Taylor's best seals England win
England women moved towards a potential ICC World Twenty20 semi-final showdown with Australia as Claire Taylor's highest score in Twenty20 internationals helped them record a 71-run win over Sri Lanka.
Recovering from a shaky start, England posted 140 for seven in the Group B match at Taunton as their world-beating number three made 75 not out from 54 balls and hit 11 fours, eight of them coming off her last 14 deliveries faced - while only Sarah Taylor (24) and Caroline Atkins (13 not out) gave her solid support.
The whole team did their bit in the field though, as Sri Lanka proved unable to pose any serious threat with the bat, finishing on 69 for eight.
A second victory in front of around 4,000 fans ensured the world champions will be in the last four as probable group winners and likely to face Australia, on course to be Group A runners-up, at the Brit Oval on Friday.
The hosts suffered a setback as strike bowler Katherine Brunt was sent to hospital before play, although a suspected fractured cheekbone during a fielding drill accident was later confirmed by X-ray as only bad bruising.
Her place in an otherwise unchanged XI from the side that thrashed India by 10 wickets on Thursday was taken by Isa Guha, who made the most of her opportunity to open the bowling with two wickets for four runs off four remarkably tight overs, with two maidens.
Nicky Shaw caught skipper Chamari Polgampola Kumarihami (one) in Guha's second over, with Jenny Gunn's full-length stop and throw to keeper Sarah Taylor seeing Chamika Bandara run out for a duck.
Gunn went one better in Guha's next, plucking the ball out of mid-air right-handed at extra cover to send Hiruka Fernando packing without troubling the scorers, and got her own first wicket by trapping top-scoring Sajeewani Galagedara (15) lbw; later taking another decent catch at long-on to see off Deepika Rasangika (14).
From struggling on 39 for four at the midway point, the Sri Lankans suffered a slow lingering demise while the required run rate rose steadily, light rain started to fall and the result was never in doubt.
Having won the toss and elected to bat, new MBE Charlotte Edwards had been dismissed in the second over from Udeshika Prabodini Kaluwadewa, trapped lbw after the two opening balls had been signalled as leg-side wides.
That left the two Taylors at the crease, who steered England to 24 for one after five overs. It wasn't the flood of runs that form coming into the contest had suggested. And Claire had a let-off when Chamika Bandara spilled a comparatively simple catch at mid-off when on seven to deny Kaluwadewa a second wicket.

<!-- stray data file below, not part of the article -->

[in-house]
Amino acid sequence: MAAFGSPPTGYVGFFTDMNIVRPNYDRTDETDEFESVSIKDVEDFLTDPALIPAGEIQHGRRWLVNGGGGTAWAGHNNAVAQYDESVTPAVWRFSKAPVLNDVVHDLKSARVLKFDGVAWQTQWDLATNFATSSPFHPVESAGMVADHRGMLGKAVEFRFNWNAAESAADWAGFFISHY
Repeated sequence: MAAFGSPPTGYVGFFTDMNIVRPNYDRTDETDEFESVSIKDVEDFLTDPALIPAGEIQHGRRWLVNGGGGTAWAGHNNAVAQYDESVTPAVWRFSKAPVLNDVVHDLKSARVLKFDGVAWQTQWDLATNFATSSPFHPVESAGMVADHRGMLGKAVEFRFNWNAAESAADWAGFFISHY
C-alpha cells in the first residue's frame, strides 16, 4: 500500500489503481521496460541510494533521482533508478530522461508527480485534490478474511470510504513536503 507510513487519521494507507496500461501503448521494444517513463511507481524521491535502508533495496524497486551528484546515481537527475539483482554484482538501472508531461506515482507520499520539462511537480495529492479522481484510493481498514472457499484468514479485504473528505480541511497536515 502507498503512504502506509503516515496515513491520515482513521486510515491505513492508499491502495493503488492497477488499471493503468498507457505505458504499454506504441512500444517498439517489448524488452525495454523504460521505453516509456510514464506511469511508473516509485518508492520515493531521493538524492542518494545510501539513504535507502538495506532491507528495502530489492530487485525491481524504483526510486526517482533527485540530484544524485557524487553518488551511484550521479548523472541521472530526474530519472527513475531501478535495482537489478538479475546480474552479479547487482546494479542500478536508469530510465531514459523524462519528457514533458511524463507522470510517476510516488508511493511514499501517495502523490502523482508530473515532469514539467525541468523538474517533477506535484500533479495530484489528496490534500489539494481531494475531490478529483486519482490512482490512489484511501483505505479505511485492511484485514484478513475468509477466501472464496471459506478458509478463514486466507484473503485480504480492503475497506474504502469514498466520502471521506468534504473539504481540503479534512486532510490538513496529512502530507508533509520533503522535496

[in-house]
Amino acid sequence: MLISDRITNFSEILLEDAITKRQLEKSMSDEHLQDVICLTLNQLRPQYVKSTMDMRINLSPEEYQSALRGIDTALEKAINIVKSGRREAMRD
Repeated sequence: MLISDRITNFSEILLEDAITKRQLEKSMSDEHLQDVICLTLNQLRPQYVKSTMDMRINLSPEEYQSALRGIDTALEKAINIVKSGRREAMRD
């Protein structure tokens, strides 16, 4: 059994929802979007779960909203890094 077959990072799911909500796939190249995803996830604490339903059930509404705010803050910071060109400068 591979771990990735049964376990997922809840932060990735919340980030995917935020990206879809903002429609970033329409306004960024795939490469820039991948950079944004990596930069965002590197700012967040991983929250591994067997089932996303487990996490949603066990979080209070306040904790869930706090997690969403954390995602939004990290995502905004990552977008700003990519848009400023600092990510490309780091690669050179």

Sarah was not so lucky in Kaluwadewa's final over, dragging one back on to her stumps with England 41 for two. The left-armer finished with an impressive 2-24 from her four overs.
Beth Morgan joined Claire Taylor and the pair looked to up the run rate with steady if unspectacular scoring, but Morgan played and missed at Eshani Lokusooriya's fourth ball and was bowled for five.
With half their innings over, England were struggling to impose themselves at 55 for three. And things got worse as Lydia Greenway (four) fell to a tremendous shoulder-high catch by Lokusooriya on the deep mid-wicket boundary to leave them 68 for four with just over seven overs remaining to conjure up an imposing total.
Taylor passed her previous best of 42 with a cracking cover drive off Sripali Weerakkody, a cut for four more sealed her first 50 in the format as 18 came off one over.
But her team-mates were unable to stay with her as England suffered a minor middle order collapse.
Gunn went in a similar fashion to Morgan, Shaw got an inside edge for four before being stumped by Dilani Manodara second ball, and Lokusooriya grabbed her third wicket in one eventful over as she clean bowled Laura Marsh, with England 120 for seven.
Atkins came in and did just what was required of her, scoring off every ball to make a quickfire 12 not out, Taylor finishing with powerful pull for four off the final ball to rather ruin Lokusooriya's impressive figures of 4-18.